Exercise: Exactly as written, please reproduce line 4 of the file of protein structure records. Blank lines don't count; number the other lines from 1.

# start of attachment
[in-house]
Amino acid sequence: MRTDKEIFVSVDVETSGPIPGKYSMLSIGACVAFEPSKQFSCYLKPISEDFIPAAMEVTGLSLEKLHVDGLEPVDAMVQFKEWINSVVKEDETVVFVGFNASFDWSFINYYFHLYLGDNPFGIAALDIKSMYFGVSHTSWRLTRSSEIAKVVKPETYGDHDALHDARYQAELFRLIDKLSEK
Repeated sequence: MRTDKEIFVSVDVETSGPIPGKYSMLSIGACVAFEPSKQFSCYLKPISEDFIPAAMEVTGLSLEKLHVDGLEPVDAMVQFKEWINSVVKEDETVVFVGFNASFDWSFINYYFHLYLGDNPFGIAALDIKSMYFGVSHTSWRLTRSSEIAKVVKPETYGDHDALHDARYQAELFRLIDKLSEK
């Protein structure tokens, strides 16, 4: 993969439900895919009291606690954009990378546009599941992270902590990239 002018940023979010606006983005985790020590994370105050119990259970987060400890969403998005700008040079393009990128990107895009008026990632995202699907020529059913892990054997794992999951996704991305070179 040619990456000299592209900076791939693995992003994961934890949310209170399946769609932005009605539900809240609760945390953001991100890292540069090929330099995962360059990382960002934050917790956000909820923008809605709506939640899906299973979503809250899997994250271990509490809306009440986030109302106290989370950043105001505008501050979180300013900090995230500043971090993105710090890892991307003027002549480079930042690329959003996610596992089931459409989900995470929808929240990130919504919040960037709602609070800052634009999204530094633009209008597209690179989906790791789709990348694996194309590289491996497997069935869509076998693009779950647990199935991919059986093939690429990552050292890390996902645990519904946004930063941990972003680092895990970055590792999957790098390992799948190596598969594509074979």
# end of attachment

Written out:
């Protein structure tokens, strides 16, 4: 993969439900895919009291606690954009990378546009599941992270902590990239 002018940023979010606006983005985790020590994370105050119990259970987060400890969403998005700008040079393009990128990107895009008026990632995202699907020529059913892990054997794992999951996704991305070179 040619990456000299592209900076791939693995992003994961934890949310209170399946769609932005009605539900809240609760945390953001991100890292540069090929330099995962360059990382960002934050917790956000909820923008809605709506939640899906299973979503809250899997994250271990509490809306009440986030109302106290989370950043105001505008501050979180300013900090995230500043971090993105710090890892991307003027002549480079930042690329959003996610596992089931459409989900995470929808929240990130919504919040960037709602609070800052634009999204530094633009209008597209690179989906790791789709990348694996194309590289491996497997069935869509076998693009779950647990199935991919059986093939690429990552050292890390996902645990519904946004930063941990972003680092895990970055590792999957790098390992799948190596598969594509074979």